The warning signs for the toy industry started last year when “Cars 3” — considered a surefire success — proved lackluster for licensees such as Mattel Inc.
Now, toymakers’ big bets on movie tie-ins look downright bleak. Sales of toys based on the “Star Wars” saga — the franchise that kicked off the whole phenomenon four decades ago — were down in 2017 despite a new film, “Star Wars: The Last Jedi,” in December during the all-important holiday-shopping season.
Call it “movie fatigue,” said Gerrick Johnson, an analyst for BMO Capital Markets. Hollywood and toymakers have fixated on toy-friendly films at a time when kids are increasingly turning to YouTube, Netflix and social media for entertainment.
“There are so many screens now; kids aren’t just at the movies,” Johnson said. “A movie doesn’t have the same resonance it used to.”
Familiarity also might be part of the problem. After a decade without a “Star Wars” film, Disney has released three movies since December 2015, and another one is coming in May.
“The Last Jedi” also didn’t include many memorable new characters, Johnson said. Adult collectors are still buying a lot of merchandise when the toys come out, but demand dies down afterward, he said.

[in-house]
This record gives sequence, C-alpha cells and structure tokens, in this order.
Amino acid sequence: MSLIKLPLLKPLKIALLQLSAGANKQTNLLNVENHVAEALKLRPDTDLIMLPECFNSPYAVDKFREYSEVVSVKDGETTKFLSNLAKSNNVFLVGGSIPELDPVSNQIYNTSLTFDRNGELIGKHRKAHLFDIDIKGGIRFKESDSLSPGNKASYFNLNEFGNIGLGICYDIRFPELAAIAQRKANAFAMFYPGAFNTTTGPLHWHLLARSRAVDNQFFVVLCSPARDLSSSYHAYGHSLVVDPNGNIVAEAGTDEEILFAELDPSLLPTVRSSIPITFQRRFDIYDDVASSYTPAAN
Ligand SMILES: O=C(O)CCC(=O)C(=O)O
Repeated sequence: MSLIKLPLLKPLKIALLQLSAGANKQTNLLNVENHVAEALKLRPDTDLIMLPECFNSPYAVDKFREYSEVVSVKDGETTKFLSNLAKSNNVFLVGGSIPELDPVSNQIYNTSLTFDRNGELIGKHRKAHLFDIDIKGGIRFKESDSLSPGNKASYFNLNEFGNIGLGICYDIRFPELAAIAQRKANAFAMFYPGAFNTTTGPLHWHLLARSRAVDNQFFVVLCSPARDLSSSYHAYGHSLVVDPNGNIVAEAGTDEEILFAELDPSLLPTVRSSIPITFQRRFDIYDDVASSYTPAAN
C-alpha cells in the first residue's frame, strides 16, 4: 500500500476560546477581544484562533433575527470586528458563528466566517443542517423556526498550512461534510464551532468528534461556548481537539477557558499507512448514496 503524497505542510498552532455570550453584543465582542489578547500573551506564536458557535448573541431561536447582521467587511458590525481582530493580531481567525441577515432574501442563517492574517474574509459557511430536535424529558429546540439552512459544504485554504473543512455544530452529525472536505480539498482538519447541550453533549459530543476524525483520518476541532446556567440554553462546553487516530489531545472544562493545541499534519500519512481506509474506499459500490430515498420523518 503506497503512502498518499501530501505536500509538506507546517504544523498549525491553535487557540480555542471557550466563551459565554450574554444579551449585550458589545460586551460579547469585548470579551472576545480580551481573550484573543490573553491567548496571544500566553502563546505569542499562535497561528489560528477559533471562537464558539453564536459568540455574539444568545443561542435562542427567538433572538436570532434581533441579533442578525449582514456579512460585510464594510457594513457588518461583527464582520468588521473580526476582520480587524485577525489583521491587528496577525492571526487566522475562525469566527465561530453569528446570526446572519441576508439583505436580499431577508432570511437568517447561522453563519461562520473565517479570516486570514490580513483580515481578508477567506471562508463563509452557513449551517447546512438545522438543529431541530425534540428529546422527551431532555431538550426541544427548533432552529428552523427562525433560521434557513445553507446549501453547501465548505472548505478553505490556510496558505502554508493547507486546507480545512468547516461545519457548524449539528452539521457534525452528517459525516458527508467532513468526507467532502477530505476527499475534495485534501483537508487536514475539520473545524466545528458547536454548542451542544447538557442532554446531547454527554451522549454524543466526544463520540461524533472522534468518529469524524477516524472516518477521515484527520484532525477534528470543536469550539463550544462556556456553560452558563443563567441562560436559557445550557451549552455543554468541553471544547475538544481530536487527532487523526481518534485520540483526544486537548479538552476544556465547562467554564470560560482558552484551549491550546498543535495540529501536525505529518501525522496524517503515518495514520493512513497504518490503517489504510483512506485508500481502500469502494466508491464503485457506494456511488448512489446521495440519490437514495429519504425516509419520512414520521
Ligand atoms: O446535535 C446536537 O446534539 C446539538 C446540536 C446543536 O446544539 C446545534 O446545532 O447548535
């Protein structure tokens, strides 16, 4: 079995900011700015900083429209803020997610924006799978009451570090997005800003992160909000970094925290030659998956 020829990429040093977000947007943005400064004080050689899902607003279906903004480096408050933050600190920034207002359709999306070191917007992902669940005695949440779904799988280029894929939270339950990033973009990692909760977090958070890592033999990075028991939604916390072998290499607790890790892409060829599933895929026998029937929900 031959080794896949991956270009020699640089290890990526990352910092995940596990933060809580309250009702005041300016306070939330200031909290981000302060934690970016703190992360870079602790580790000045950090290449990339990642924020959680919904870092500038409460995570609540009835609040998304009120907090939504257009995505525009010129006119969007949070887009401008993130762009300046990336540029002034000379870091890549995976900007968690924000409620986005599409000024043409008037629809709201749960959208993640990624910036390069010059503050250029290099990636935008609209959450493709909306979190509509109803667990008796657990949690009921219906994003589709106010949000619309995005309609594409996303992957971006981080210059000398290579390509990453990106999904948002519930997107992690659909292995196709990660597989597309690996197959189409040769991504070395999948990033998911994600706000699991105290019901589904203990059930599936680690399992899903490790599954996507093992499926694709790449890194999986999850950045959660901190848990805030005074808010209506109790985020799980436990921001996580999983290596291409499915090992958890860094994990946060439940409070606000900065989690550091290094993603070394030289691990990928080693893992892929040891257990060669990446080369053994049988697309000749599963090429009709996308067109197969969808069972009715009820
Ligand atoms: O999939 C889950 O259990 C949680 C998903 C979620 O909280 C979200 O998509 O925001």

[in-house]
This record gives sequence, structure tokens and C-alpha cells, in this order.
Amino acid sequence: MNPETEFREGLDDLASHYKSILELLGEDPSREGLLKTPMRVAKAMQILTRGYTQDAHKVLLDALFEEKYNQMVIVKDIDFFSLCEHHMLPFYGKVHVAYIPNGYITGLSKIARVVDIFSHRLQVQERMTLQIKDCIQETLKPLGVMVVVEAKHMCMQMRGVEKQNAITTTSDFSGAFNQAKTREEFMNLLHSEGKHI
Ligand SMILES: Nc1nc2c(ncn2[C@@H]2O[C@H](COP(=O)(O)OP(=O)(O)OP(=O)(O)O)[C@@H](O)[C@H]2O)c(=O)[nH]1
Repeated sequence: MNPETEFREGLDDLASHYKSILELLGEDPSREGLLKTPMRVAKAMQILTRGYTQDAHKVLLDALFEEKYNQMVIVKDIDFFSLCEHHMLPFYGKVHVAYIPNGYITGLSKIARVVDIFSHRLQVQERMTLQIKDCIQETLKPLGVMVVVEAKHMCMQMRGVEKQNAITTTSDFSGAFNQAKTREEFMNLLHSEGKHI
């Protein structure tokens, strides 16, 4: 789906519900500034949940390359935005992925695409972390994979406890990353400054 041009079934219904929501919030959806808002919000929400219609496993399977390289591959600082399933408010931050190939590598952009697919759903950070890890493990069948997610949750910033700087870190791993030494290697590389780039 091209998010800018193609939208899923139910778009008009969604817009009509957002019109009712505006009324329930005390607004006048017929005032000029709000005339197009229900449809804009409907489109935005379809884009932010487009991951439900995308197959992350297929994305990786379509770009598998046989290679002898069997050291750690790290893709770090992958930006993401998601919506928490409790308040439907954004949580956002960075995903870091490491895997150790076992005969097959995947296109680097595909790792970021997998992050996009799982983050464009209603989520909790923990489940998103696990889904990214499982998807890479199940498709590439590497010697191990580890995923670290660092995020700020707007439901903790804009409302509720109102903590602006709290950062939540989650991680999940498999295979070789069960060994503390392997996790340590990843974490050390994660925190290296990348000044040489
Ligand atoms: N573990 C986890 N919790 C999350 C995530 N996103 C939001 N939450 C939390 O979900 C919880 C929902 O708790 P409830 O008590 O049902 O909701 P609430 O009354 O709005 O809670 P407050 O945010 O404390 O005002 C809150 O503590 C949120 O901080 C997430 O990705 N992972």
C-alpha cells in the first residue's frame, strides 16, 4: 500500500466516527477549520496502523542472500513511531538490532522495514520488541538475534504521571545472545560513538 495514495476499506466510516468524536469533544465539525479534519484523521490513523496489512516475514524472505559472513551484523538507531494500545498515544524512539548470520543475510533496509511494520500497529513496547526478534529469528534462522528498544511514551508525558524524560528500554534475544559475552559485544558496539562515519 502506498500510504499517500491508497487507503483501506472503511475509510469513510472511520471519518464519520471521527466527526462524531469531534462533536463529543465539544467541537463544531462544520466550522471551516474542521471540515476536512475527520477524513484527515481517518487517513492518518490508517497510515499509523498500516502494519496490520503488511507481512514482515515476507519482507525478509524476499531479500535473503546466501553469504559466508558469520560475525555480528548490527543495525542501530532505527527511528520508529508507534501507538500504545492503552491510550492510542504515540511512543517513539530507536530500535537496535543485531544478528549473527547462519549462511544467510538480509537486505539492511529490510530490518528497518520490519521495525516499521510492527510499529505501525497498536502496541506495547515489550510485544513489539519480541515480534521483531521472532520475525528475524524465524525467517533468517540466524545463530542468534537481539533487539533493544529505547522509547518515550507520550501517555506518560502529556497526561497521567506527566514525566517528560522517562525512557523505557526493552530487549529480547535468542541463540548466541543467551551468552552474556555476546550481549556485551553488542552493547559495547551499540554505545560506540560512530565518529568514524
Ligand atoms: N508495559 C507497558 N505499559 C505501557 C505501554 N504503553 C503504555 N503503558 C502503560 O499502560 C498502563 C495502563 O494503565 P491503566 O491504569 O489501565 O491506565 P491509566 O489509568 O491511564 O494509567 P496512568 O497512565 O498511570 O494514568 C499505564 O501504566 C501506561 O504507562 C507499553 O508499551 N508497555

That doesn’t bode well for Hasbro Inc., which has the main “Star Wars” toy partnership, or Jakks Pacific Inc., which has a secondary license. Jakks said that it couldn’t comment on “Star Wars” sales, but that merchandise tied to “Moana,” another Disney film, “remains very strong.” Hasbro declined to comment.
Tracey Gordon of Glendale, Calif., said her three boys, ages 2 to 7, aren’t “Star Wars” fans. She wore a Princess Leia costume on Halloween for years when she was younger.
“It’s a generational thing,” she said, adding that her nephew likes the toys largely because his dad “drags him to see the movies.”
Sales connected to “Cars 3” also came up short of expectations. The 2006 original was one of the industry’s stalwarts. Combining memorable characters with a classic kid plaything — a car — it remained a top-selling licensed brand for years after its release. Disney opened a Cars Land attraction at its California Adventure park in Anaheim, Calif., in 2012 that drew hourslong wait times for its signature ride.
But the third film came out in a crowded field, followed the next several weekends by the latest “Transformers,” “Despicable Me” and “Spider-Man” movies. It didn’t help that “Cars 3” got so-so reviews.
Even more toy-licensed films are scheduled, including the prequel “Solo: A ‘Star Wars’ Story” and new “Transformers,” “Fantastic Beasts,” “Jurassic World” and superhero fare. The lesson toymakers will draw from the 2017 slate is that they can’t just rely on the movie to do the marketing anymore.